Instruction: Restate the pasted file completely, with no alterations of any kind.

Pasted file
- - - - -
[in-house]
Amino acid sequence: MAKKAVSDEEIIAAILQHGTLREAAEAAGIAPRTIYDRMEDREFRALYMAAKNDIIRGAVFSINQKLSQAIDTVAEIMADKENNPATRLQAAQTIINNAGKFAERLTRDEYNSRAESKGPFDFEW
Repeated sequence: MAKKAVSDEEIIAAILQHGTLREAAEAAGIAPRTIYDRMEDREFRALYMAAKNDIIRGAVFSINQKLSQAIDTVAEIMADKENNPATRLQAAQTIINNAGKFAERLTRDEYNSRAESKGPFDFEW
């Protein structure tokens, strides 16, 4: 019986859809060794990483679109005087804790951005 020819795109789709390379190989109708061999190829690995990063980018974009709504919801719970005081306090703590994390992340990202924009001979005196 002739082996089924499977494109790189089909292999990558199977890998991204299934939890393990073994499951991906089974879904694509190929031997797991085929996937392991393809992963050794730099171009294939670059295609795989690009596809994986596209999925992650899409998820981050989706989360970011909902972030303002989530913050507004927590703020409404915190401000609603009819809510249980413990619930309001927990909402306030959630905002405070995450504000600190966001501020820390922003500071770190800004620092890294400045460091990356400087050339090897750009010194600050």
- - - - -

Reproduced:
[in-house]
Amino acid sequence: MAKKAVSDEEIIAAILQHGTLREAAEAAGIAPRTIYDRMEDREFRALYMAAKNDIIRGAVFSINQKLSQAIDTVAEIMADKENNPATRLQAAQTIINNAGKFAERLTRDEYNSRAESKGPFDFEW
Repeated sequence: MAKKAVSDEEIIAAILQHGTLREAAEAAGIAPRTIYDRMEDREFRALYMAAKNDIIRGAVFSINQKLSQAIDTVAEIMADKENNPATRLQAAQTIINNAGKFAERLTRDEYNSRAESKGPFDFEW
């Protein structure tokens, strides 16, 4: 019986859809060794990483679109005087804790951005 020819795109789709390379190989109708061999190829690995990063980018974009709504919801719970005081306090703590994390992340990202924009001979005196 002739082996089924499977494109790189089909292999990558199977890998991204299934939890393990073994499951991906089974879904694509190929031997797991085929996937392991393809992963050794730099171009294939670059295609795989690009596809994986596209999925992650899409998820981050989706989360970011909902972030303002989530913050507004927590703020409404915190401000609603009819809510249980413990619930309001927990909402306030959630905002405070995450504000600190966001501020820390922003500071770190800004620092890294400045460091990356400087050339090897750009010194600050």